This was a keynote given to the AAIBS Conference in Adelaide by Marty Gauvin.
Marty is a technology entrepreneur who focused on innovation. He began by talking about his own school experiences at St Peters College in Adelaide. He was asked to advice the Curriculum Committee at the school when was still at school, which said something about the school and him. I don’t think he made enough of the kind of opportunity that was for him, though he did call it one of those decisive moments of his life.
He described his own journey, led by the phrase ‘Carpe Diem’, in building up Hostworks, an innovative Australian company, which he sold in 2008.
I liked his slide about the essential collaboration: innovator, implementer, administrator or manager, Leader
This has implications for how we innovate in schools; particularly when we think that lower levels of innovation come with higher levels of ‘comfort’. He also talked about the ‘risk gap’; what you are willing to risk. You need the idea, the team, the time and the resources.
Marty’s keynote got a good response and generated plenty of questions, though not the one I would have liked to ask if I wasn’t so far from the roving microphone: ‘is it possible for schools to foster innovation? And how?
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Mark Whittard (Toshiba Information Systems) opened up Expanding Horizons on the last morning.
It’s hard for a hardware manufacturer to have something meaningful to say about education; even Apple struggle with that. And Mark Whittard mentioned as much when he began his keynote.
We got a potted history of Toshiba and their history (130 years!) and their diversity. He claims that Toshiba invented the double coil electric light bulb in 1921 and flash memory in 1984.
Whittard talked about some of the coming innovations: fuel cells in 2009, fast-charging (super charge) batteries and their commitment to environmental values, becoming the ‘greenest computer supplier’ this year.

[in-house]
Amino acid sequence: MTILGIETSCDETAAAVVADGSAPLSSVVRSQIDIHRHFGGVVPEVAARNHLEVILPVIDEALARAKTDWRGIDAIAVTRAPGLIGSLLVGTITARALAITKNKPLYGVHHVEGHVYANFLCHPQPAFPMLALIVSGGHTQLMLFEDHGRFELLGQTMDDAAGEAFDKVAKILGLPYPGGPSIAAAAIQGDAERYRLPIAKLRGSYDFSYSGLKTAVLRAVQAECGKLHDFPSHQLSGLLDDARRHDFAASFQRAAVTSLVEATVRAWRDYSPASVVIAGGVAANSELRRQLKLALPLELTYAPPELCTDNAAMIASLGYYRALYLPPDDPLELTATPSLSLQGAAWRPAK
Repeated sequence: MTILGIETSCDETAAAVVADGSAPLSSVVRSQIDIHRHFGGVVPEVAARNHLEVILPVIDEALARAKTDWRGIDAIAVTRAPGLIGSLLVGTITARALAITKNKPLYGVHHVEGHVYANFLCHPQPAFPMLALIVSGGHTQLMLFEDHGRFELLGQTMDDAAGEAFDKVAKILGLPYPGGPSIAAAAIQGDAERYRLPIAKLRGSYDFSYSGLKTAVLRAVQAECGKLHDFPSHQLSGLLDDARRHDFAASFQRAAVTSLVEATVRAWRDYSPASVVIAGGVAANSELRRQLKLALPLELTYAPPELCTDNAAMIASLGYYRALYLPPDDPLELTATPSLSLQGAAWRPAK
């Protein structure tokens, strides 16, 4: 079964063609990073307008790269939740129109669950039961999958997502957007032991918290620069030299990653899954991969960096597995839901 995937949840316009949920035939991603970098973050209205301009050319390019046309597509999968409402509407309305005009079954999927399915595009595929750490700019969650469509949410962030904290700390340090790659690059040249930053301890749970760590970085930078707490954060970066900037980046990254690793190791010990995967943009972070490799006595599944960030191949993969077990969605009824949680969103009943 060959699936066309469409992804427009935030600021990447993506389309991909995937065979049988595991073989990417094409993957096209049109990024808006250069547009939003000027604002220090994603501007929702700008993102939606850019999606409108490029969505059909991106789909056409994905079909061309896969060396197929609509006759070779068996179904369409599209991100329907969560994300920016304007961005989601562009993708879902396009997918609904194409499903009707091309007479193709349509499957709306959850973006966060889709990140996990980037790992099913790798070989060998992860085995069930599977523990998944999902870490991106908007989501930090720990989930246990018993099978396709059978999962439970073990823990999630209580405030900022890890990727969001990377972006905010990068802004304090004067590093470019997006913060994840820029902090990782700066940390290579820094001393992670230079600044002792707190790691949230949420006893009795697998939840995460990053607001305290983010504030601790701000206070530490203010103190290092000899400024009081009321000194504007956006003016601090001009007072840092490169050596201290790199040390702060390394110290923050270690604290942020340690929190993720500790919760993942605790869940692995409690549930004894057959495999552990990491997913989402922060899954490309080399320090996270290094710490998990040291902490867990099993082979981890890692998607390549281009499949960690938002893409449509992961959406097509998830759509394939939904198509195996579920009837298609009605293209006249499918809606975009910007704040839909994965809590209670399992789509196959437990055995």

One interesting thing was that over 80% of the education market were now ordering the tablet pc now; which is higher than I though and promising in terms of the kinds of education specific.
He talked about, and then talked down, the new small computers and said they weren’t recommended for the education market. I’ve talked about the ASSUS(?) and that kind of thing before; I’ve love to have one for travelling, but I couldn’t last long without a full blown machine I don’t think.
I liked Bruce Dixon’s closing bit here too, talking about the original conceptualisation of the notebook computer as a tool for education, or as one early notebook computer put it, as ‘an instrument, whose music is ideas’.
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I liked this cool looking graph from Techcrunch today, not just for its look at technology (I agree that tablet pcs are probably about to get some real impetus in the next year or so) but also because of its illustration of that cycle of innovation, expectation, hope, disappointment, small movements forward.
How might we apply it to educational technologies: blogs, wikis, IWBs, twitter, LMS systems? Or how might we apply it to educational ‘reforms’ or ‘revolutions’? Where does statewide testing, league tables, peformance based pay or the debate between phonics and whole-language sit on this continuum?
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